Hicom-Teck See Manufacturing Malaysia Sdn Bhd, Malaysia's largest maker of precision injection molded auto parts, hopes that work it began this year exporting parts to Spain and Germany will help it crack the large-volume European and American markets.
The Shah Alam-based company has a target of boosting exports to 70 percent in two years. The firm said it has been trying to grow outside Malaysia's small market since it established a molding plant in Rayong, Thailand, in 2003, where it makes bumpers for Ford Motor Co. and General Motors Corp.
Plastics News partner publication Asian Plastics News sat down with HTS Chief Executive Officer Khairudin Dato' Haji Yusoff earlier this year to talk about where the company is headed. He described its export push as being kicked off by an increasing popularity of imports in its home market.
``Compared to 10 years ago, the Malaysia automotive industry has undergone some changes as consumers increasingly favor Japanese-made cars over Malaysian ones,'' he said. ``We saw this coming and four years ago began our export drive by going to Thailand and setting up a plant there. We are more aggressive in pursuing export markets now, but we do not forget our local customers, as they will continue to be our rice bowl.''
Hicom-Teck See's Shah Alam headquarters plant, its largest, houses 14 injection molding machines, all established Japanese brands, with clamping forces of 550-3,000 metric tonnes. The Thai facility houses six presses and a fully automated painting line.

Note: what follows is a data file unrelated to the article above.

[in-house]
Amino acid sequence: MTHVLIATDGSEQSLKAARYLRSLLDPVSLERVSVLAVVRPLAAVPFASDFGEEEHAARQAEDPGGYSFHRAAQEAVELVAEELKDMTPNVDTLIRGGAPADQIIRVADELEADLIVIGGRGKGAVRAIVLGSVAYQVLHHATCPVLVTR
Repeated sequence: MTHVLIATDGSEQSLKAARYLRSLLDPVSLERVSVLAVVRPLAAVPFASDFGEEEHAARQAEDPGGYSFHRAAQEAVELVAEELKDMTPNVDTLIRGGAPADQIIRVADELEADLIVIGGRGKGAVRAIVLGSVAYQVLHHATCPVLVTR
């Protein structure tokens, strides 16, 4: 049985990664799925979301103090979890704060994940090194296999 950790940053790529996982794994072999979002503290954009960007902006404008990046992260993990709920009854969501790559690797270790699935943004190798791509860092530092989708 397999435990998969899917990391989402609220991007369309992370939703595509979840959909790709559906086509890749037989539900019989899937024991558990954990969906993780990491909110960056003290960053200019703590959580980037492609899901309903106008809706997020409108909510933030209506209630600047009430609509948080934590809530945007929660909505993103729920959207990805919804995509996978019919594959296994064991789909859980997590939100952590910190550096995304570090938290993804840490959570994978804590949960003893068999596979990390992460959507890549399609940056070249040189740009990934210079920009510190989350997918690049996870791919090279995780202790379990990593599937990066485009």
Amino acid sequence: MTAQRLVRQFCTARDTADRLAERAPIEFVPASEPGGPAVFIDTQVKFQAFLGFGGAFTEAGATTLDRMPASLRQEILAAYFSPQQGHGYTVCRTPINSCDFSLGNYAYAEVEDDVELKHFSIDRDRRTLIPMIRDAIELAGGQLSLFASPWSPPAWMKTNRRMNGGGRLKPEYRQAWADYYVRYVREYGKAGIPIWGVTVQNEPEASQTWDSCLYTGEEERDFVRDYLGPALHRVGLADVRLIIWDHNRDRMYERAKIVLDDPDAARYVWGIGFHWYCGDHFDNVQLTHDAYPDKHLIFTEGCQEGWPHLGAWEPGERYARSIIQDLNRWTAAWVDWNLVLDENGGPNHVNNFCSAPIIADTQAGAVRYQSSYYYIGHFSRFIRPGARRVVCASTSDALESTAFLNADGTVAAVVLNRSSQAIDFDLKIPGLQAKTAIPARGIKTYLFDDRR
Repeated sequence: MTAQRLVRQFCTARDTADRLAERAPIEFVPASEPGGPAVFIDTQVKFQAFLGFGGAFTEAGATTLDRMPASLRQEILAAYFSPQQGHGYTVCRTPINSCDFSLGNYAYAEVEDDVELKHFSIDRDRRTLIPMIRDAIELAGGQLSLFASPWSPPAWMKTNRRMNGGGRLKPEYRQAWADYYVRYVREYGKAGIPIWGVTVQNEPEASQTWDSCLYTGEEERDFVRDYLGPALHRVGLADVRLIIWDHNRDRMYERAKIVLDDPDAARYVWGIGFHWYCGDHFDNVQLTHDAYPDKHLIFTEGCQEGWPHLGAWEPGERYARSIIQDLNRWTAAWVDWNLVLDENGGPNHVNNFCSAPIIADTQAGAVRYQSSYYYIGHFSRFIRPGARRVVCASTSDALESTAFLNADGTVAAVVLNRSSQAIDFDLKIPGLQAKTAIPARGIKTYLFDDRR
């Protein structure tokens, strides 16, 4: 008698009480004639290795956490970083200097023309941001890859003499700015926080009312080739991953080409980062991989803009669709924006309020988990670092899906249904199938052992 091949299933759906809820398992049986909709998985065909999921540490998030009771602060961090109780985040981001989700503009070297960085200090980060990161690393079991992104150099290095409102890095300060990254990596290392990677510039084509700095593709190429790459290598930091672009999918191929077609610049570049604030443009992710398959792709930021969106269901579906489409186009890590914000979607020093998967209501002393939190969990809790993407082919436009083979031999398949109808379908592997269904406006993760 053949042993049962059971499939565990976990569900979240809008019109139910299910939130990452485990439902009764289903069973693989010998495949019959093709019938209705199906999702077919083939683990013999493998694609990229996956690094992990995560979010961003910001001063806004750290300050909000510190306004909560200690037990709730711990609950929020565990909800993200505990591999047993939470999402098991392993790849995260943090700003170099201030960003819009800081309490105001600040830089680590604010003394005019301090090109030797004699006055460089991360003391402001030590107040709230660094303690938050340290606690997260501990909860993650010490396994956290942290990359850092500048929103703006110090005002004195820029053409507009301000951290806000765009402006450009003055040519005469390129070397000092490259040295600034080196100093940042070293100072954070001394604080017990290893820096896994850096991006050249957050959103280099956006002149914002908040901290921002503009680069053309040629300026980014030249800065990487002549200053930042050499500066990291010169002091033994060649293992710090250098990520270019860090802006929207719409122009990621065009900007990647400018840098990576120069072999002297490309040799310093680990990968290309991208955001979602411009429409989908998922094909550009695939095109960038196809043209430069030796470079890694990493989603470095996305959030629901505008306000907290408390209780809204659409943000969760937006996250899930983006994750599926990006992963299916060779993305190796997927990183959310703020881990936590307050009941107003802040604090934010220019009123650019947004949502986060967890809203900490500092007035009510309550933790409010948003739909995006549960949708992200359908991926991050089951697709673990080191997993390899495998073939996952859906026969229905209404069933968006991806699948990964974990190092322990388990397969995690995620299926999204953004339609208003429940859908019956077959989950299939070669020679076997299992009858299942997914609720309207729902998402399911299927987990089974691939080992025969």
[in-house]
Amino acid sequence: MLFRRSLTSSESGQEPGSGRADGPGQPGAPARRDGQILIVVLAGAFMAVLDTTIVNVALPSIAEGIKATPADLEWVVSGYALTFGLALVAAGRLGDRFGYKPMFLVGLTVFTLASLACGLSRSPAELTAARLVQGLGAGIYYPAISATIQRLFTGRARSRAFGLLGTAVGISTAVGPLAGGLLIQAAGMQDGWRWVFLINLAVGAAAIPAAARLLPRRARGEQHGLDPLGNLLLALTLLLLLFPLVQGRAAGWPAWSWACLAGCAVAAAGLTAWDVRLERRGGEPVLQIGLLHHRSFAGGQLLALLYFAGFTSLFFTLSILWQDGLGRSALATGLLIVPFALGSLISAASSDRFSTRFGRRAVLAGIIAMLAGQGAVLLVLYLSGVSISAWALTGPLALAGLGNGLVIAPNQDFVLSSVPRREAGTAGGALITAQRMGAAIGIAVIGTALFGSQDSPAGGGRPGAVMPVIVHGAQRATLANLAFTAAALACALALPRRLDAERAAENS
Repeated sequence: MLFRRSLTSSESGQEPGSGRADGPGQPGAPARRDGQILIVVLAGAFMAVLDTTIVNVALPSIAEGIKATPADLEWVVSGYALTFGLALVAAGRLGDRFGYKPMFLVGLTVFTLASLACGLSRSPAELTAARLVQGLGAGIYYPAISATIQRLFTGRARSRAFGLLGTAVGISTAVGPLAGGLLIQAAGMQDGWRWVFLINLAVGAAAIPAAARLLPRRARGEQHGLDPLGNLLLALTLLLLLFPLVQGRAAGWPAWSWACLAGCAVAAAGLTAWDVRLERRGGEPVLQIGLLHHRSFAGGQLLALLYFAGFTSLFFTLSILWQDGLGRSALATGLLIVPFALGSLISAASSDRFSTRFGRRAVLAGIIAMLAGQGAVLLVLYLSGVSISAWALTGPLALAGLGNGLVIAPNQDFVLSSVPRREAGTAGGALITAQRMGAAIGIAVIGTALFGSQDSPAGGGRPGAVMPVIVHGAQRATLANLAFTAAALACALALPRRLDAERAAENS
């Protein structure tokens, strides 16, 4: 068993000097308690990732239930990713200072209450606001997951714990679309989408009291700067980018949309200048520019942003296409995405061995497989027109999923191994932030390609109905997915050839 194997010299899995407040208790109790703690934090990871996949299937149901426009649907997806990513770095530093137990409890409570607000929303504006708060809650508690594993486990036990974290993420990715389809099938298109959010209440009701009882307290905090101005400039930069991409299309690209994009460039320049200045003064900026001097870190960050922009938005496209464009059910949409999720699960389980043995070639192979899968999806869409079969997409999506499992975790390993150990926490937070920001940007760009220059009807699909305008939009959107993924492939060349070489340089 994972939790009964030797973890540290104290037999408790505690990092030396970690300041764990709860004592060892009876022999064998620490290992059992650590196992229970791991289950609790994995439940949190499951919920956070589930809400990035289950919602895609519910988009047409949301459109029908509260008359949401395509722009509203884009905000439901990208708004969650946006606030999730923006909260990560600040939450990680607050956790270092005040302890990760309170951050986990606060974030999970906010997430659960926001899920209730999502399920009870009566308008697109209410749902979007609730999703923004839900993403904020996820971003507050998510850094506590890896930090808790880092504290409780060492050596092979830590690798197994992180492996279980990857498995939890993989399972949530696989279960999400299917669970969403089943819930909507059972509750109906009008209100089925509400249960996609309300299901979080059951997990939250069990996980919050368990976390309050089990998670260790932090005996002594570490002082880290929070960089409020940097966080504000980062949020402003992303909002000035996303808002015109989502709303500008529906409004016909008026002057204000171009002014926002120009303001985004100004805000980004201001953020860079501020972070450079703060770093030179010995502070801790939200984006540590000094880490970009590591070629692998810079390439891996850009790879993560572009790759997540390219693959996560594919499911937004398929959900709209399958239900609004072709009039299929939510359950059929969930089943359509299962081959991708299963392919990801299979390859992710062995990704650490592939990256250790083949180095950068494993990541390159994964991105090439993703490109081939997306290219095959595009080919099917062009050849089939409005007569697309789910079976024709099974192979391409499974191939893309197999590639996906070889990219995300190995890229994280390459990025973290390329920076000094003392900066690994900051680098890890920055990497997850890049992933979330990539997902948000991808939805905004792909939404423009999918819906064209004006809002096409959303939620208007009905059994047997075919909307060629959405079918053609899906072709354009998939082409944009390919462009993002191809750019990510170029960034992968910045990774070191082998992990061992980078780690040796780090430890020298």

In Shah Alam, the company makes medium and large parts for Malaysian automakers Proton Holdings Bhd and Perusahaan Otomobil Kedua Sdn Bhd, or Perodua. The Tier 1 supplier also operates two painting and assembly factories in Kedah and Perak, Malaysia. It also does gas-assisted and sequential injection molding, blow molding and low-pressure stamp press injection molding for door trim and instrument panels.
Hicom-Teck See designs and manufactures bumpers, full instrument panels, interior trim assemblies and headlamp housings.
The company sees higher volumes and lower costs if it can successfully push into the more demanding European and American markets.
``The interesting thing about the export market in Europe and America is that the volume is big,'' Khairudin said.
``In Malaysia, because of the low volume produced, we have to make very frequent mold setup changes, which is costly and time consuming. But in big automotive markets like America, one mold change is almost equivalent to 20 mold changes in the local market, due to the difference in production volume.''
This is an edited version of a story that appeared in the latest edition of Asian Plastics News.